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You raise two implicit matters.
The first relates to style sheets and LDAP browsers. Style sheets are not a
part of LDAP and, though many clients may be HTML aware, the dependency
needs to be pointed out.
The second relates to your representation of certificates in XML. Are you
saying that CXER can be uniquely mapped to DER? I assume you preserve the
original signature (over the DER), otherwise you would be defining an XML
From: Phil Griffin [mailto:firstname.lastname@example.org]
Sent: Monday, 25 February 2002 16:56
Subject: Re: ;binary
You can likely achieve the LDAP string encoding and
the other representation that you show below by style
sheet processing of an XER encoding. Many such textual
representations are possible. But you are correct, for
the ASN.1 XML Encoding Rules the encoding will be XML
And this markup is human-readable, though not as readable
as plain text. But it can be easily transformed into other
textual formats in a standard way, using readily available
tools. And this XML markup representation does exist for
each and every ASN.1 value, regardless of whether or not
an alternative LDAP defined encoding exists.
For example, there is an XER representation of ASN.1 type
Certificate that is human-readable. This representation
will be defined in the X9.96 XML Cryptographic Message
Syntax NWI just approved last week by X9. It carries
X.509 certificates in one of the saddle bags of type
In X9.96, the messages defined in X9.73 CMS (the ANSI X9
version of IETF S/MIME and RSA PKCS #7) will be specified
using the ASN.1 from that standard, in a canonical XML
variant of XER (CXER), so that the resulting XML messages
can be cryptographically enhanced. I spoke on this subject
at the RSA conference last week (http://ASN-1.com/cxer.zip).
"Ramsay, Ron" wrote:
> I would think that this wouldn't encode an address as "1 First Avanue,
> Downtown" (human readable) or "1 FirstAvanue$Downtown" (LDAP) but as
> <street-address><item>1 First
> -----Original Message-----
> From: Phil Griffin [mailto:email@example.com]
> Sent: Monday, 25 February 2002 14:42
> To: ietf-ldapbis@OpenLDAP.org
> Subject: Re: ;binary
> The possibility of defining a human-readable
> format for binary ASN.1 values in the future
> is here, right now. Done already - or at least
> very near final approval.
> It's called the 2002 edition of ISO/IEC 8824-1 |
> ITU-T Recommendation X.680, and it defines an XML
> markup representation for every value of every ASN.1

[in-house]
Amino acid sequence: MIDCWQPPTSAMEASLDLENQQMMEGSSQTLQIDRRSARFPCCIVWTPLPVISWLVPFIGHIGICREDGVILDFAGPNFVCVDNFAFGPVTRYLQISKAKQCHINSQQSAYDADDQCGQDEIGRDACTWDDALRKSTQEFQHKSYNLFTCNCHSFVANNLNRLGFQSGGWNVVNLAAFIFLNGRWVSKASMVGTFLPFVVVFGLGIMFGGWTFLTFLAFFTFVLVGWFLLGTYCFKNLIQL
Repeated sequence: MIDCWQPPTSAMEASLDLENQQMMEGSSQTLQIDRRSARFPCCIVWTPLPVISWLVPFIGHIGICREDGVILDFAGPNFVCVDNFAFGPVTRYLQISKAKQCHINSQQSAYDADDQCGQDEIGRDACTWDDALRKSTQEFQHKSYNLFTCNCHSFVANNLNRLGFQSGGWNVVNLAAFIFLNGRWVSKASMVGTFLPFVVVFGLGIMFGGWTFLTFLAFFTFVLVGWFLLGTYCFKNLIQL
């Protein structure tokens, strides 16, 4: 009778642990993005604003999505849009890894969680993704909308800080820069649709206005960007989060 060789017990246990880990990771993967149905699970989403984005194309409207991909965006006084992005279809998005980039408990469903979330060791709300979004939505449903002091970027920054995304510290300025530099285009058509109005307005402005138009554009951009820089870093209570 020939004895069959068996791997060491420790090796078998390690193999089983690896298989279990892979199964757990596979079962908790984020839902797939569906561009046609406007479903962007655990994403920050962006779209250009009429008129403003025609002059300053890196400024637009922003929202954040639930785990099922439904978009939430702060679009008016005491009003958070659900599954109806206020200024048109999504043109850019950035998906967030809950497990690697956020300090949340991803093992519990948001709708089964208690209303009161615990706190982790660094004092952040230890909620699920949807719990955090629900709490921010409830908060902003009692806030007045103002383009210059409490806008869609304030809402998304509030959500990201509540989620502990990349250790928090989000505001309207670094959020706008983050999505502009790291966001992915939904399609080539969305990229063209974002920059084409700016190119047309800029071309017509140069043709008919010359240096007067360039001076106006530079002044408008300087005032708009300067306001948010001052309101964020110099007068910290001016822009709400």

> type. Interestingly, it defines a dotted format,
> borrowed from LDAP, for values of type OBJECT
> And there's XML Encoding Rules (XER), defined in
> ISO/IEC 8825-3 | ITU-T Recommendation X.693. These
> encodings carry the exact same abstract values as
> defined in the ASN.1 standards, but in a human-
> readable textual format.
> Having XER allows you to easily switch back and
> forth between binary and textual representations
> of the exact same values.
> "Ramsay, Ron" wrote:
> > Steven,
> > I think you have stepped over the edge with this proposal. After Kurt
> > careful to explain that we must use the ASN.1 implied by the attribute
> > with reference to the X.500 documents!
> > What about aci;encoding=novel;. Would this be a subtype?
> > Ron.
> > -----Original Message-----
> > From: Steven Legg [mailto:firstname.lastname@example.org]
> > Sent: Monday, 25 February 2002 10:47
> > To: 'Christopher Oliva'
> > Cc: ietf-ldapbis@OpenLDAP.org; 'David Chadwick SMTP (E-mail)'
> > Subject: RE: ;binary
> > Chris,
> > Christopher Oliva wrote:
> > > > The problem with this is that if a server is allowed to
> > > > return ;binary when the client makes a request without
> > > > ;binary then the servers might actually do that. That
> > > > would be bad as client wouldn't get what they asked for.
> > > >
> > > As I have shown above, the client would know what they are getting
> > > since the server has replied with ";binary".
> > Unfortunately, client implementors often don't take into account all
> > the potential responses they can get. They usually do enough to make
> > their client work with their preferred LDAP server and leave it at
> > that. So even if we explicitly specify that servers are allowed to
> > ";binary" without it being requested, there will still be people
> > implementing clients that don't expect it.
> > Apropos of the current discussion, I've found a good reason for NOT
> > specifying that the native LDAP encoding for some syntax is the
> > same as its ";binary" encoding. I've just submitted an I-D for
> > an LDAP profile of X.500's Basic Access Control (it should appear in
> > a few days) which uses the ACI Item syntax from RFC 2252. I've defined
> > c for this syntax. However, I
> > would have had a problem if the native LDAP encoding for this syntax
> > had been previously defined to be the same as its ";binary" encoding.
> > By not defining the native LDAP encoding to be the same as the ";binary"
> > encoding for syntaxes that don't have a defined human-readable encoding,
> > we leave open the possibility that we might define one in the future.
> > Regards,
> > Steven
- Re: ;binary
- From: Phil Griffin <email@example.com>